Two years before eventually quitting her day job, Marshall and her husband—who also worked for Greenpeace—began toying with the idea of opening up their own distillery as an offshoot of his family’s sloe gin distillery in England. Even after quitting, it was another three years before Spirit Works opened its doors—and there were plenty of challenges along the way. First, they discovered that the blackthorn bush, which produces sloe berries, is an invasive species in the U.S.—as Marshall notes, not the best way for an environmental activist to start a new career. So the duo first began by making a classic gin expression and eventually imported sloe berries from the U.K. to make the first traditionally macerated sloe gin in the U.S. Vodka and whiskey soon followed.
“Distilling was the part that came the easiest. [The difficult part] was running a business,” she says. “Neither of us had ever run our own business before, so we started from the very basics and took QuickBooks courses and were always ready to put our hands up with things we knew we weren’t experts at.”
Now, the distillery runs smoothly and, with windows looking onto the stills from the tasting room, is completely transparent in its operations. “The most rewarding thing for us is that we’re really making something from scratch by hand and seeing people enjoy it,” she says, adding that her husband is the only guy at the distillery—a move that wasn’t intentional, but the result of hiring the best people for the job. From opening until recently, Marshall was the head distiller at Spirit Works, but she has passed on the torch to Lauren Patz, who quit her day job as a chocolate maker after catching the whiskey-making bug. “We’ve continued the female reign in distillation here,” says Marshall.
Karen Hoskin, Montanya Distillers, Crested Butte, CO
Former career: Designer, Brand Builder
A little over nine years ago, Karen Hoskin, founder and distiller of Montanya Distillers in Crested Butte, Colorado, decided she’d had enough of her job. She owned her own brand-building business, designing everything from logos and websites to marketing campaigns and ads for new companies.
“One morning in about March of 2008 I woke up and said, ‘I am so tired,’” Hoskin recalls. “I was tired of pulling all nighters to reach deadlines on a regular basis. At the end, I would hand everything over to someone else and it would be theirs and their company and their dream. I got a little envious of my customers. I wanted my own dream and my own thing that I could keep at the end of the day.”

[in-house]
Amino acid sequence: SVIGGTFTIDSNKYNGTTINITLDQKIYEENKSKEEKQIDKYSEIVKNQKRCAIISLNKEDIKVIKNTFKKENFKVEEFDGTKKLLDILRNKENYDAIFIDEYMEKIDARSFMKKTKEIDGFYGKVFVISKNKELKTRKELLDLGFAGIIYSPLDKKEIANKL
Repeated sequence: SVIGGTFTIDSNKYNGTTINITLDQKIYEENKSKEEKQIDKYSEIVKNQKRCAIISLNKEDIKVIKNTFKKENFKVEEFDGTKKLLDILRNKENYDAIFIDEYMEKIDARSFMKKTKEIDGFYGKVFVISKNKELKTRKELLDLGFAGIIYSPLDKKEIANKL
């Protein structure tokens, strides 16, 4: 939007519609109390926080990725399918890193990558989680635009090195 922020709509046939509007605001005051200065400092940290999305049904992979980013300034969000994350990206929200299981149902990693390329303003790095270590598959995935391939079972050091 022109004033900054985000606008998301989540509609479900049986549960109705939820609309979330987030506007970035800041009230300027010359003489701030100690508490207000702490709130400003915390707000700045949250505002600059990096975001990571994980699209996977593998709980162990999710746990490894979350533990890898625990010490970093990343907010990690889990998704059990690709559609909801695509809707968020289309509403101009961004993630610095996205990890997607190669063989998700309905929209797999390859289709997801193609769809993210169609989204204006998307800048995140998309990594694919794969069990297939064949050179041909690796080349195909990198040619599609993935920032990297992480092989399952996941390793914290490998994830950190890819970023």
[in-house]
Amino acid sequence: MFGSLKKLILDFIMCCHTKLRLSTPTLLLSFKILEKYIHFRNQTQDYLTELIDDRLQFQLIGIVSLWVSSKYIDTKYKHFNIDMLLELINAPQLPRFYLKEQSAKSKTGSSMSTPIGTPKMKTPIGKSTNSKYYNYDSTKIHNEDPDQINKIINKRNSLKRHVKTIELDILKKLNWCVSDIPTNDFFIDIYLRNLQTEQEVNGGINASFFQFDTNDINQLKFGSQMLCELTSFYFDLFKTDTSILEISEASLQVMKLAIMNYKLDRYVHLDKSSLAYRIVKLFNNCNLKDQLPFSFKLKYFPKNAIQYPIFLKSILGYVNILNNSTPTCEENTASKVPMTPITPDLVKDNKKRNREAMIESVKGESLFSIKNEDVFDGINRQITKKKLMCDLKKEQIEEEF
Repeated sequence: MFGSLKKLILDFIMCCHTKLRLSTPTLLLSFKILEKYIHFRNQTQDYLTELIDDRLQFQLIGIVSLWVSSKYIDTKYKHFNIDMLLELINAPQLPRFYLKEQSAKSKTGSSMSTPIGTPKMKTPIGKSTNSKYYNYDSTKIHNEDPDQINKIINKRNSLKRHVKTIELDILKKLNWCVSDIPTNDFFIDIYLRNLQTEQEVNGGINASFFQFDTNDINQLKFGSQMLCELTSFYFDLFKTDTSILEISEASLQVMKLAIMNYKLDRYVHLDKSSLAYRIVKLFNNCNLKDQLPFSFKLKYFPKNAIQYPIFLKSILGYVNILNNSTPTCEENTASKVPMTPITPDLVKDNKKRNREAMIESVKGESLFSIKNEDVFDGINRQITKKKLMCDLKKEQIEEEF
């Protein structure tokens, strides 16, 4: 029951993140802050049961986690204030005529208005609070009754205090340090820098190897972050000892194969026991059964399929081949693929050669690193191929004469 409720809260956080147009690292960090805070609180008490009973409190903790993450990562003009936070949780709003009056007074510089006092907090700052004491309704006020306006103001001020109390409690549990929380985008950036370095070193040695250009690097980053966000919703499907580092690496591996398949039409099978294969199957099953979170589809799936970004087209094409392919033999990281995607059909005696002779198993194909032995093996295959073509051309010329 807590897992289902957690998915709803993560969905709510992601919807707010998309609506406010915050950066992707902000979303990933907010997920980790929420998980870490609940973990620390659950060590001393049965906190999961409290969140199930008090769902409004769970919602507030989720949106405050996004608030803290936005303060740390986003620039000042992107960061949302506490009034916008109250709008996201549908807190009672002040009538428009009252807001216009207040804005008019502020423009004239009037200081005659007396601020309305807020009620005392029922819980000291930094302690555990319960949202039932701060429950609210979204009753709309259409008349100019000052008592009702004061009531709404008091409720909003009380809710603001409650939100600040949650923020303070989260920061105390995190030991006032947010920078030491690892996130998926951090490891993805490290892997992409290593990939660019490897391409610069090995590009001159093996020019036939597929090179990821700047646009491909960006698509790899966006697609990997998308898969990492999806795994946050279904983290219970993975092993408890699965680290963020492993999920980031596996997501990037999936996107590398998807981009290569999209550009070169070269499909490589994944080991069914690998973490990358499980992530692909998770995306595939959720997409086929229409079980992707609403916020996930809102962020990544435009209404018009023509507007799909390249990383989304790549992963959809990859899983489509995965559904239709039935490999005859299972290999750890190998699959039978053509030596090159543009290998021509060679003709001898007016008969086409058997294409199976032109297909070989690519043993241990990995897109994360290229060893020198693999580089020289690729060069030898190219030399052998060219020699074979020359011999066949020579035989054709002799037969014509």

Later that year, she opened Montanya Distillers. “I came up with the idea while on a beach in Tobacco Caye [in Belize].” Her husband asked her what she’d do if she quit her job and, without hesitation, she replied, “I want to make rum.”
The new role was a natural fit. Hoskin had been a rum fanatic for years and, after visiting Guatemala and seeing what Ron Zacapa was doing, the Colorado-based designer realized she wanted to carve her place in the same mountain rum-making tradition. But while the brand building came easily to her, she admits that she knew nothing about distilling. That led her to spend a lot of quality time with the team at Peach Street Distillers in Palisade, Colorado, learning the ins and outs of the business. “They were amazing and answered every question and made me feel so welcomed in the conversation,” she says. Within a few months, Hoskin received her TTB permit to begin distilling, and in November 2008, she opened her distillery—and tasting room—doors in Silverton, Colorado, and began serving her first batch of rum, aged six to eight weeks.
“It’s taken nine-plus years to figure out how it works and functions,” she says. “It’s been challenging, but it’s part of what makes Montanya unique. We’ve grown organically.”
It wasn’t all smooth sailing, though. “The usual equations for building a business just don't seem to apply in the craft spirits industry,” she says. ”[It’s not as simple as] make a good product, mark it up, sell it, make money.” Big brand competition meant pouring excessive amounts of money into the business. “I didn't take on investors until year five, which made for some incredibly lean years,” she says. “If I were giving myself advice now, I'd have gone out for investor money much earlier or kept my day job way longer.”
Now, Hoskin is making a silver and a gold rum, and she uses the platform she’s built for herself in the industry to advocate for causes she believes in, including sustainability, transparency and women’s advancement. In April, she gave the keynote speech at the American Distilling Institute Conference. “It was really alarming to stand up in front of 1,500 people and see that less than 10 percent of them are women,” she says, but adds that she’s loved every minute of her distilling journey. “It’s a gender bending story in an industry of white men. It’s been the most fun I’ve had doing anything.”
Pia Carusone, Republic Restoratives Distillery, Washington D.C.
Former career: Chief of Staff to Congresswoman Gabby Giffords, Executive Director of Americans for Responsible Solutions PAC